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Practising Literary Analysis

Beth Kemp | Saturday July 16, 2011

Categories: Hot Entries, Writing, Literary Analysis, Teaching Ideas & Skills Development

Close analysis of extracts – whether of known or previously unseen texts – is a key part of the assessment of English Literature (and the combined Language and Literature courses).  It is also a difficult skill to master and therefore needs considerable classroom practice.  Sometimes the task is to engage in ‘practical criticism’, selecting a range of interesting features of the text to arrive at an interpretation, while at other times, textual analysis needs to be focused more specifically: on the text’s relation to context; or on the development of a particular character, theme or motif in this scene; or on likely interpretations using literary theories.

There are activities here which are suitable for developing ‘prac crit’ skills and others which are more concerned with the focused approach.  Equally, some tasks here are more suitable for unseen texts (whether that’s in relation to known texts or a studied context or not), while others are most effective for exploring extracts from set texts.  Some of the ideas here are similar to some in the ‘practising linguistic analysis’ guide, while others can also be found in the guide to teaching poetry.  The collections of ideas for developing analytical writing and for making good use of model essays will also provide some relevant ideas for this kind of work.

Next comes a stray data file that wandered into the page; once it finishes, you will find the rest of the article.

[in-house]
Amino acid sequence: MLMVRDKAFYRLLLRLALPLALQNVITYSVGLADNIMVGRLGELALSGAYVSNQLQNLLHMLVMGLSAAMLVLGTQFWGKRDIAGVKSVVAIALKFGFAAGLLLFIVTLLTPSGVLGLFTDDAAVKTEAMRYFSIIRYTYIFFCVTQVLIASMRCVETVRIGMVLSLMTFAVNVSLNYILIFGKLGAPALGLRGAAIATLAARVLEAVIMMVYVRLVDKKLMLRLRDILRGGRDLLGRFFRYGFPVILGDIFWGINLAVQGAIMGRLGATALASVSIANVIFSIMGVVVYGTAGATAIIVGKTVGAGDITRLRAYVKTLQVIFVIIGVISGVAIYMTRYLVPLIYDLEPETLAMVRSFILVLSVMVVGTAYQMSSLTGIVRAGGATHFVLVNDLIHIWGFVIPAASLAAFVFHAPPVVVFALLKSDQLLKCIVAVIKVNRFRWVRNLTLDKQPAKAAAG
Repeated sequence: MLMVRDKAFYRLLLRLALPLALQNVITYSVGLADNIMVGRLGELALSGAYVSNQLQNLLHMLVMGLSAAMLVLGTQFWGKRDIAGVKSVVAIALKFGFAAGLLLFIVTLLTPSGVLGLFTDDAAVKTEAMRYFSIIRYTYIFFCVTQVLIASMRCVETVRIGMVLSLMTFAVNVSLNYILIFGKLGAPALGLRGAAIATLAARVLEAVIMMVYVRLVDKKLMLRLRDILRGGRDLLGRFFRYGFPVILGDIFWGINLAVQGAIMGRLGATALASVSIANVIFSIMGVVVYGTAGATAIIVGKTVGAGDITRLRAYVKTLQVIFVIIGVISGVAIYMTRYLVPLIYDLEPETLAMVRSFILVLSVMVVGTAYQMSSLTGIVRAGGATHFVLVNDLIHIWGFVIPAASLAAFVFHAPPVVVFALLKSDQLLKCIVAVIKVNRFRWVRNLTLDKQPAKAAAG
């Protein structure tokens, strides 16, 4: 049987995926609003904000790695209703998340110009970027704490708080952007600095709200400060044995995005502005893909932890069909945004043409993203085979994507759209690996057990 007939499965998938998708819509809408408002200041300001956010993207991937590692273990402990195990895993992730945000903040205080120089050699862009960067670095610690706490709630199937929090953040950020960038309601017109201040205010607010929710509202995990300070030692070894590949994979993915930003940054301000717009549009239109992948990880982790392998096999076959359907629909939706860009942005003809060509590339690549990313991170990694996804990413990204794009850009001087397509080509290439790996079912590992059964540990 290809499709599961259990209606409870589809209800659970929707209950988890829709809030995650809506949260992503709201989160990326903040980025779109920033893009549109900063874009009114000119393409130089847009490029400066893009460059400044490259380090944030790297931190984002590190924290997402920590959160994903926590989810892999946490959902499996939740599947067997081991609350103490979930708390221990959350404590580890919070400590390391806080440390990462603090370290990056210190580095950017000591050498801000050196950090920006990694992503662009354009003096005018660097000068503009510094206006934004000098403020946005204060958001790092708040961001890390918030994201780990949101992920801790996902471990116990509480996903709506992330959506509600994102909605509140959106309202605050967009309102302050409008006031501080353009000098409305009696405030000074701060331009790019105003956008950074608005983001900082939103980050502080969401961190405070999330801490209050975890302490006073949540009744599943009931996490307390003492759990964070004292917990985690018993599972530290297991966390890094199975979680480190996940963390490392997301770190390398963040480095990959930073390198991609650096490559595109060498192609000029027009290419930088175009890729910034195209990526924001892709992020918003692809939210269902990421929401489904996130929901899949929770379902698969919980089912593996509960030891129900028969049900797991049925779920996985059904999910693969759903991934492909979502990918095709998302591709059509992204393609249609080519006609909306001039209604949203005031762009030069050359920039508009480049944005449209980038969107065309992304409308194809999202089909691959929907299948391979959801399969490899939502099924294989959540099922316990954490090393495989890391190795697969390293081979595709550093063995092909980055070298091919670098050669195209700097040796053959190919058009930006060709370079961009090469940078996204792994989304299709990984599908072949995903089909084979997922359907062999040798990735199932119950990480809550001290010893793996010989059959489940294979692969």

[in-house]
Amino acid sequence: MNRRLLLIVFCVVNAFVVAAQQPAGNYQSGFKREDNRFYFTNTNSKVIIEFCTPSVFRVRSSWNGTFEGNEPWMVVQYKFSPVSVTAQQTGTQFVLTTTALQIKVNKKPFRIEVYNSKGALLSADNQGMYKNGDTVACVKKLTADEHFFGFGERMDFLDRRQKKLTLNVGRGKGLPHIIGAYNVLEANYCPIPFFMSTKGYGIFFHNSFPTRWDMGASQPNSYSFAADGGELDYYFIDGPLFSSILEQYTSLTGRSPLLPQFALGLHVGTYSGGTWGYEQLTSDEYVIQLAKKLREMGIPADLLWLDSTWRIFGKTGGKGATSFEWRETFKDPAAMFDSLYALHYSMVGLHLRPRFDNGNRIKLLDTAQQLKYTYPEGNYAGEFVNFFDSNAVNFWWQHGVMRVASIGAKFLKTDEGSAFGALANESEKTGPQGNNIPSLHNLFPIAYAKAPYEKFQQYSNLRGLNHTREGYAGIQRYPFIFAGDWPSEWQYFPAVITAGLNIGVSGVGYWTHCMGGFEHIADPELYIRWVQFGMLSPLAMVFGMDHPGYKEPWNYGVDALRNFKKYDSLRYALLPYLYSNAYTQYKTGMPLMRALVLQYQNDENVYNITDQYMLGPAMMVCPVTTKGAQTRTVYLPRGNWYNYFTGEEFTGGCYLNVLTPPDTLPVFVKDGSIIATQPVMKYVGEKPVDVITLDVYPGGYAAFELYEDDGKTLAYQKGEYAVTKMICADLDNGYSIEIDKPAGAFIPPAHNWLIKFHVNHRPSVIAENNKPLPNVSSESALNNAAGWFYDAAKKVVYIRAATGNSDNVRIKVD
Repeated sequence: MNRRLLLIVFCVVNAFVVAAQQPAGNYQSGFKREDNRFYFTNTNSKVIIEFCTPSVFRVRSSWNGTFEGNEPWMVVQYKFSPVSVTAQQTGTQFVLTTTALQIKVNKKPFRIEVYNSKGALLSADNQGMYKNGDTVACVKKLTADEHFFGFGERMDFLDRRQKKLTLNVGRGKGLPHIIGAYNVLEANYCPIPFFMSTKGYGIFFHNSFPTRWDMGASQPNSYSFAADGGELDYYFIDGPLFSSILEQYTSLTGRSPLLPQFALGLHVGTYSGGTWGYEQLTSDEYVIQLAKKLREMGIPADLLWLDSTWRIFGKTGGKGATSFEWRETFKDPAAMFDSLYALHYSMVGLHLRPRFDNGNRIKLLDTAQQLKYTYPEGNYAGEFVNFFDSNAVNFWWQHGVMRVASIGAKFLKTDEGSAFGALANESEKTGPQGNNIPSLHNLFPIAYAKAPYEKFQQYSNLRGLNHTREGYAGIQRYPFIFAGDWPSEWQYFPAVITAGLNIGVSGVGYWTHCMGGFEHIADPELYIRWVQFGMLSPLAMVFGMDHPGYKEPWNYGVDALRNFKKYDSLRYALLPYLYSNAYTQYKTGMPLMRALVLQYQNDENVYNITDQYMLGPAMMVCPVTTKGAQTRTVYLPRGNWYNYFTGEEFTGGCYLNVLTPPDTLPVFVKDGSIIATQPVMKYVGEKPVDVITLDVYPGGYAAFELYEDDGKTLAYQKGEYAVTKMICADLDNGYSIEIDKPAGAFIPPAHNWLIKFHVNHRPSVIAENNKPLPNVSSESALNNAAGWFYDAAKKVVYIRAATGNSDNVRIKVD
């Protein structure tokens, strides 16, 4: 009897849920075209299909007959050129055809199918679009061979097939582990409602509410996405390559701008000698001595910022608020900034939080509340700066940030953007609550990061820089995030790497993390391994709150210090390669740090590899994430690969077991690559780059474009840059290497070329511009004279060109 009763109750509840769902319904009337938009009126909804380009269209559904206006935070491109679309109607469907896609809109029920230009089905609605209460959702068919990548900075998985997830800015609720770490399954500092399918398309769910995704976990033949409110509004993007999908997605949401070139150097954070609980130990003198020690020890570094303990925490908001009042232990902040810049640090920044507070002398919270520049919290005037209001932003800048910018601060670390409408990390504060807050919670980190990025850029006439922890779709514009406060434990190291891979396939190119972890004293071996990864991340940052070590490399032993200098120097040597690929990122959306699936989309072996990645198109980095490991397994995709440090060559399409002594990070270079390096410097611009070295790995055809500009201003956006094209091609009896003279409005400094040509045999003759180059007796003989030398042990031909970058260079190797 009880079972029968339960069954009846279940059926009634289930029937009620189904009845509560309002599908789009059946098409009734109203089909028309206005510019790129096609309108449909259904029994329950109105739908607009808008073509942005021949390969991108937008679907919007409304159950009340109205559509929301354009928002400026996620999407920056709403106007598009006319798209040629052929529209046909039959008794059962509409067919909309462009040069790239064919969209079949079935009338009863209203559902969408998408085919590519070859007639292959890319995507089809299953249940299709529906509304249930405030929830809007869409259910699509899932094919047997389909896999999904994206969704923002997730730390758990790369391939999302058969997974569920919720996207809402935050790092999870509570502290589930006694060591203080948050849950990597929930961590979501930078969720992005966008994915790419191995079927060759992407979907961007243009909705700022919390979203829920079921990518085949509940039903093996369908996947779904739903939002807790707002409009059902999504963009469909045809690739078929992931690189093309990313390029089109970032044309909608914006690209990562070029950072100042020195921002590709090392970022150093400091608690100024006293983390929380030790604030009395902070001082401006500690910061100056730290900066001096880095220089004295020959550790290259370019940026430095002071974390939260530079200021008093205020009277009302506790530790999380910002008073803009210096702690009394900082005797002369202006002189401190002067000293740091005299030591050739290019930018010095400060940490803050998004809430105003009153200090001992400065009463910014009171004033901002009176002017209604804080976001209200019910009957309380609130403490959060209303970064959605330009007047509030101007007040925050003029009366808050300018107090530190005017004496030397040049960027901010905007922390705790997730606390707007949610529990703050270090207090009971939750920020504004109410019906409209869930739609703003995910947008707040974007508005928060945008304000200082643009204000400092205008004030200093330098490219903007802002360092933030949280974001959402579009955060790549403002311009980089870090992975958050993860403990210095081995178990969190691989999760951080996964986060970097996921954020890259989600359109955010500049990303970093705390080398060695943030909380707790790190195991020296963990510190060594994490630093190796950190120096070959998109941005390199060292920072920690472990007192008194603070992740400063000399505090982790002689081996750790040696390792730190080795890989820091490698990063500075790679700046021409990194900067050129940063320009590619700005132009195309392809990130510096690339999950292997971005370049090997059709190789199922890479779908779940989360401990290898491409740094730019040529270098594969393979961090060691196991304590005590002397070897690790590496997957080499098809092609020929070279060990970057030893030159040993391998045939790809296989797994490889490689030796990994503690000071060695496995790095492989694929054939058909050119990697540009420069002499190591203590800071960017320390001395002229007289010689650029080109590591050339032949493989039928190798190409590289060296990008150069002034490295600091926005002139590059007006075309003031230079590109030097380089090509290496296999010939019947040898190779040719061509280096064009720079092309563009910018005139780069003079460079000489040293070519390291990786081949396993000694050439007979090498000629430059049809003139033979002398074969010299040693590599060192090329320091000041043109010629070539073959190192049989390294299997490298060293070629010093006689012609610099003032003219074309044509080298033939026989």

Zoom lens

Resources required:

  • Text extract
  • Timer

This can be used for known extracts, known contexts, or completely unseen analysis.

  • Students work in pairs to a strict time, approaching the text in a series of ways, moving from the broad (e.g. context or genre) to the particular (e.g. imagery, or even specific word choices).
    • Feedback can be taken at each stage (this is helpful to model and reinforce how much depth should be evident), or at the end.

This can be used to demonstrate how students could or should approach a text, and is therefore suitable early on in the course.  Alternatively, it can be used...

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